Monday, 1 February 2016


“There is much to support the view that it is clothes that wear us, and not we, them; we may make them take the mould of arm or breast, but they mould our hearts, our brains, our tongues to their liking.” - Virginia Woolf

For Movie Monday today, an Australian film, the 2015 Jocelyn Moorhouse movie “The Dressmaker” starring Kate Winslet, Liam Hemsworth, Hugo Weaving and Judy Davis. The film is based on Australian author Rosalie Ham’s Gothic novel first published by Duffy & Snellgrove on January 1, 2000. The story is set in a 1950s fictional Australian country town, Dungatar, and explores love, hate and haute couture. The novel is divided into four sections, each named after a different fabric and representing different phases in the story: Gingham, shantung, felt and brocade. I have not read the novel, but the quirky film was interesting and entertaining.

The plot centres on Myrtle “Tilly” Dunnage (Winslet) who returns home to rural Australia after spending time abroad becoming an accomplished fashion designer. Much of the story hinges on her childhood: As a child Tilly was sent to a boarding school in Melbourne by Sergeant Farrat (Weaving) as she was accused of killing the boy who bullied her. Her mother, Molly (Davis) initially doesn’t recognise the adult Tilly on her return o town and thinks she is dealing with an impostor. Molly eventually accepts her into her home and Tilly transforms it into a couturier’s salon where she begins to make haute couture clothes for the women of the town. In the meantime, she becomes romantically involved with Teddy McSwiney (Hemsworth) whom she has known since they were children. The town still hasn’t forgiven Tilly for apparently killing the boy and believe she is cursed. Tilly’s plan is to exact revenge on all those who did her wrong and she will apparently stop at nothing to succeed...

The film is episodic in nature and difficult to classify into a single genre. There is quite a great deal going on and there are many characters introduced throughout. Many familiar Australian actors get lines in this movie and it’s great to see them doing their thing so well. Kate Winslet assumes a fantastic Australian accent and it certainly complements Hemsworth’s drawl. Judy Davis is fantastic in her role, which deserves a supporting actress Oscar.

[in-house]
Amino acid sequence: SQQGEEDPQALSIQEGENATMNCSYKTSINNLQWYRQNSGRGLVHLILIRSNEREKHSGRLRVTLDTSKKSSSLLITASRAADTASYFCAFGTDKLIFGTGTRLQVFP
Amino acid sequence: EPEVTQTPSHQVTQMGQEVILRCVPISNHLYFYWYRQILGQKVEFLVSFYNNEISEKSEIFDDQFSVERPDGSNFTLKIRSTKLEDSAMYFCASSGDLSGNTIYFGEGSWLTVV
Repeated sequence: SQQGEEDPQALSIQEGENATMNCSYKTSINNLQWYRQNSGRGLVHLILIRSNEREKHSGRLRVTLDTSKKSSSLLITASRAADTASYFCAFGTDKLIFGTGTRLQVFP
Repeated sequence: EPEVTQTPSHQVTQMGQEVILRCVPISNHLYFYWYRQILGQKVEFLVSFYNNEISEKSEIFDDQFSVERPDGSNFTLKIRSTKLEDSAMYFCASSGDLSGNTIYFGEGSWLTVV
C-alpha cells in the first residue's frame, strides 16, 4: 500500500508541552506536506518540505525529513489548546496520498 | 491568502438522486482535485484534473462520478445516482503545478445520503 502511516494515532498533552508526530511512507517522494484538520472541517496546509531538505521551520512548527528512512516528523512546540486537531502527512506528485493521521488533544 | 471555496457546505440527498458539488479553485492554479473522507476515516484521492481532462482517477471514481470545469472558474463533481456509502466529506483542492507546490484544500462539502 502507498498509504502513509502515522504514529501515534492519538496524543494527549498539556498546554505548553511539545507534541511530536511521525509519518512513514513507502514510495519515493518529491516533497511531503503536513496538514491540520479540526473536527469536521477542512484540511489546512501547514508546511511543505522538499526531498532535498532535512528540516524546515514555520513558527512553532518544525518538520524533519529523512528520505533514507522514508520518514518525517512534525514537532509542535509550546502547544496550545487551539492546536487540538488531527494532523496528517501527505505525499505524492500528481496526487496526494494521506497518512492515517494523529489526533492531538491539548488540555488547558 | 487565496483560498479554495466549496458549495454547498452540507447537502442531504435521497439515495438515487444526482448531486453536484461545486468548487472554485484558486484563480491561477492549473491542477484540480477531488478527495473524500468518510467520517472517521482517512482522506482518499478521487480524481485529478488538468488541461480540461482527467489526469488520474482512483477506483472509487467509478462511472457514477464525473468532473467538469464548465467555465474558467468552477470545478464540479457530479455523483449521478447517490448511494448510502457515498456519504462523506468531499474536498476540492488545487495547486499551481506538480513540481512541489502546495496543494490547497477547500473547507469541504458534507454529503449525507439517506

There are moments of hilarious humour, moments of poignancy, great sadness, frustration and quirkiness. A true roller-coaster in terms of everything that is going on. Part of the film’s charm perhaps is because of this failure to classified and pigeon-holed and it can be considered to mirror life in this respect. There is poetic license, of course, and an almost magical realism about the situation as well as an unconventional ending. Given the film’s title and the short publicity blurb I read about it before seeing it, I thought it was going to be a standard chick-flick, but no, it doesn’t fall into that type either.

The sets, costumes, cinematography and authentic touches of the 1950s era were extremely well done and one felt transported back in time, watching this idiosyncratic tale. I would recommend it anyone and I would say that it was quite an entertaining two hours we spent watching it. The film has a great message, as well, about the few bad people who are hasty in making terrible judgments and who are able to influence a whole lot of others, thus making life miserable for everyone…

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